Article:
The seminar presents on-going work from an interdisciplinary research project collaboration between the Centre for Policy Research in New Delhi and the Centre on Law & Social Transformation (CMI-UiB). The project is examining the potential and limits of legal regulations in facilitating inclusive sustainable development in India, as they play out in different social and political contexts.
Venue: Harvard Law School
10:00 Welcome and Introduction
Siri Gloppen Researching Land Rights and Inclusive Sustainable Development in India
10:15 Complexities of Land Rights and Development in India
Namita Wahi and Pallav Shukla
11:30 Dynamics of Land and Development in Meghalaya
Kavita Navlani Søreide and Hugo Stokke
Refreshments will be served. RSVP to firstname.lastname@example.org
India struggles to construct development paths that generate growth while being socially inclusive and ecologically sustainable. Property rights, environmental regulations, rights protection for vulnerable groups and federal political dynamics are central factors in India’s challenges with development, displacement and environmental sustainability. All these factors have varying effects in different parts of India’s federal multi party political system.
The dilemmas of Indian development are particularly acute with respect to traditional communities, who often risk displacement when the state dispossession land for infrastructure and industrial projects that are seen as core to India’s economic development. The Scheduled tribes, who have special rights, are rich in mineral resources and India’s need to exploit these resources to promote development, have created conflict between the modern state laws and the rights of the Scheduled tribes.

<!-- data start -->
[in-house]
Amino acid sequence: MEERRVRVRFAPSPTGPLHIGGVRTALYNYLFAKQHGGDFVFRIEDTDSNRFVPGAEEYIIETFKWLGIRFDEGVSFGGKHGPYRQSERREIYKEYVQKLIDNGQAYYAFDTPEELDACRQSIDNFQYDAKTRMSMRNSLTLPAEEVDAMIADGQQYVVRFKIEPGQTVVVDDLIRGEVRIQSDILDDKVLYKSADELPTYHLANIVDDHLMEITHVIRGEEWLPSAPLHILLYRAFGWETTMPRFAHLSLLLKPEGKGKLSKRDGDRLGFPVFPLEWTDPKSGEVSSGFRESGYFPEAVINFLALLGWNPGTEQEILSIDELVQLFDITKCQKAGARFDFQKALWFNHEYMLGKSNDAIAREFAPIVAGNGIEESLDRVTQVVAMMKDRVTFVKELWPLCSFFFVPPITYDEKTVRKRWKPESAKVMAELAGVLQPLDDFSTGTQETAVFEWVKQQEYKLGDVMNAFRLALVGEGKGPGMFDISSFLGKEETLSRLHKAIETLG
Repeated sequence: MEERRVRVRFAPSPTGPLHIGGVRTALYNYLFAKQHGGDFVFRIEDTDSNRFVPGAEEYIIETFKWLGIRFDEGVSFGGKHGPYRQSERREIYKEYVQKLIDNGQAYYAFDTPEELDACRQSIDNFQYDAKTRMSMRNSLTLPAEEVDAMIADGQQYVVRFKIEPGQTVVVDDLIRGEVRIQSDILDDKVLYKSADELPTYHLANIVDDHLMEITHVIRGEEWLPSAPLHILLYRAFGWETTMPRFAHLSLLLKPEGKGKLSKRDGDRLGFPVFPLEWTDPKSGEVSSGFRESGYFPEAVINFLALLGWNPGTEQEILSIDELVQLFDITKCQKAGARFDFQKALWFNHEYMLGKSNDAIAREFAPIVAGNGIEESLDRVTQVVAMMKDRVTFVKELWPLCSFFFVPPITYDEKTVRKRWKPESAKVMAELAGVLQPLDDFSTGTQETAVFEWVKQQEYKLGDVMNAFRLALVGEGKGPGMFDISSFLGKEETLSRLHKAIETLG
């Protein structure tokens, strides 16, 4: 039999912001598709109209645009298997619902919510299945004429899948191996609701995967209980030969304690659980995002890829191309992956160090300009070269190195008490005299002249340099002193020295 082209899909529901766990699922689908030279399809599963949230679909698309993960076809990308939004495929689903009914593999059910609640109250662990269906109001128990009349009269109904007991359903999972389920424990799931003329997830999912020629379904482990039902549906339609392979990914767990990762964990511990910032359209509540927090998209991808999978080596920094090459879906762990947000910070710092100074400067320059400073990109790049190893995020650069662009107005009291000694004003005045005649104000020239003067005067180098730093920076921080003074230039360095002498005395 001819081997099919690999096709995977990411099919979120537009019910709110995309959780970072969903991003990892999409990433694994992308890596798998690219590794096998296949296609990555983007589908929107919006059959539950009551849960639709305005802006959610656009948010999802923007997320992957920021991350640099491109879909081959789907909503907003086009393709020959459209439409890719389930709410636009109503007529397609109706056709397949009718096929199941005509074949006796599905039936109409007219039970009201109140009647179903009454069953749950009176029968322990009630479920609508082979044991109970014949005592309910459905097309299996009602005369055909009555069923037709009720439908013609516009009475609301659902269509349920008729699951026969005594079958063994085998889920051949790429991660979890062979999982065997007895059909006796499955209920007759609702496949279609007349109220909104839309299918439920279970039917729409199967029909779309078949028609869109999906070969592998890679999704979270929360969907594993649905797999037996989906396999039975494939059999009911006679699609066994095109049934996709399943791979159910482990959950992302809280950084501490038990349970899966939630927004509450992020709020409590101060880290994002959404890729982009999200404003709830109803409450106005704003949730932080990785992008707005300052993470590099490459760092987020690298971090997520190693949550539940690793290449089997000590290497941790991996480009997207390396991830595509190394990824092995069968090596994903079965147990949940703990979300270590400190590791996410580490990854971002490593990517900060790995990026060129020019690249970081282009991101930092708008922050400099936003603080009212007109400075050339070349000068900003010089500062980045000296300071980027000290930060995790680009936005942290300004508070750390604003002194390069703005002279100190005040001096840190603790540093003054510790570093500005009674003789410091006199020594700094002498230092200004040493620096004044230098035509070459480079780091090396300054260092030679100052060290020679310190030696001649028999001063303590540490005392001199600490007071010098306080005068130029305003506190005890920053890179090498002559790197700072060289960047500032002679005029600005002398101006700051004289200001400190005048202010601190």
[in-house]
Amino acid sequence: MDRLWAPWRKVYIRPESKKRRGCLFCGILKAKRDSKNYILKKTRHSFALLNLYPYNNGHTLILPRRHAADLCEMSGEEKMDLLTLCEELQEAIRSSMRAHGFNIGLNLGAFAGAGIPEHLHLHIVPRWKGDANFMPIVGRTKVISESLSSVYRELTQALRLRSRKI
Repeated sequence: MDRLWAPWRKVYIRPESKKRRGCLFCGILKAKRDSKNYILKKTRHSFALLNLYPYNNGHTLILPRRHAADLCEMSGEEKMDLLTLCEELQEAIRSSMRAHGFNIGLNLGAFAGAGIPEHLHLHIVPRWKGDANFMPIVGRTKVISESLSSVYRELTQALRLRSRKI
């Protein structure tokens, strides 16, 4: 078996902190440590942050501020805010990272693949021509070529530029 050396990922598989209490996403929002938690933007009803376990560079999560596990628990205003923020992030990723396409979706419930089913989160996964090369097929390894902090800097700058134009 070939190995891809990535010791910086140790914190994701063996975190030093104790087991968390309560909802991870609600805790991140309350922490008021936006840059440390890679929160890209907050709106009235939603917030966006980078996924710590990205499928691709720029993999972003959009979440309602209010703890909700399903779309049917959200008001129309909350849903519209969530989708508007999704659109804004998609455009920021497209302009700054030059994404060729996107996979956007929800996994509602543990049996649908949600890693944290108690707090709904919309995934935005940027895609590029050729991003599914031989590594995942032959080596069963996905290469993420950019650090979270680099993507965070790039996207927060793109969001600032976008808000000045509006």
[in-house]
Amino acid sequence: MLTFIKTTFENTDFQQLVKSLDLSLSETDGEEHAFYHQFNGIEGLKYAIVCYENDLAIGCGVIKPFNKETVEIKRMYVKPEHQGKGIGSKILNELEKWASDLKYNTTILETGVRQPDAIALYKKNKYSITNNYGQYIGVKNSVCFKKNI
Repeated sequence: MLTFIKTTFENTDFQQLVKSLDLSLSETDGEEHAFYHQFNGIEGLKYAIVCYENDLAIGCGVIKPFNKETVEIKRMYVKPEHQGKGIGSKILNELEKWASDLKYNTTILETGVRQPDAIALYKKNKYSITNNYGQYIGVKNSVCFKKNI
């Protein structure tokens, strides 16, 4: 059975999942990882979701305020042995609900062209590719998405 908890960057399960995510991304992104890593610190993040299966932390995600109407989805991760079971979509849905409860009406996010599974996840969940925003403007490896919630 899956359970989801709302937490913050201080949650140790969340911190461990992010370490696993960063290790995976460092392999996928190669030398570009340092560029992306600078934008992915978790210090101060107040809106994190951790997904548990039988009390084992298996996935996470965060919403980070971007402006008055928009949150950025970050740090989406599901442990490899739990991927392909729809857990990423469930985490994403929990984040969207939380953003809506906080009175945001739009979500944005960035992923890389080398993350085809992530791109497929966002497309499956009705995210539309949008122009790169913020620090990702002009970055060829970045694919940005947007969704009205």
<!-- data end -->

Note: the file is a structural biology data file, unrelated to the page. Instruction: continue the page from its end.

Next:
The Sixth Schedule, a special act to protect the traditional communities in the North-East of India, was created to conserve and preserve their vital interests and way of life. But examples in Meghalaya show the complex dynamics set in motion by these laws, and how new challenges emerge as society change. The Indian federation is based on a strong centre. However, Indian federalism is undergoing a process of evolution as the forces of decentralization, liberalization and privatization continue to influence Indian politics, economy and society. In the decades since Meghalaya was established the needs and dilemmas of this hill state has undergone changes creating complicated overlaps and tensions at the interface between the modern state law and the traditional forces and tribal structures. This results in a situation where the most vulnerable people rights falls between the modern state laws and their tribal structures.
For more information: www.cmi.no/research/project/?1702=land-rights-environmental-protection-and; www.facebook.com/pages/Land-rights-and-inclusive-sustainable-development-in-India/1412309645679290?sk=info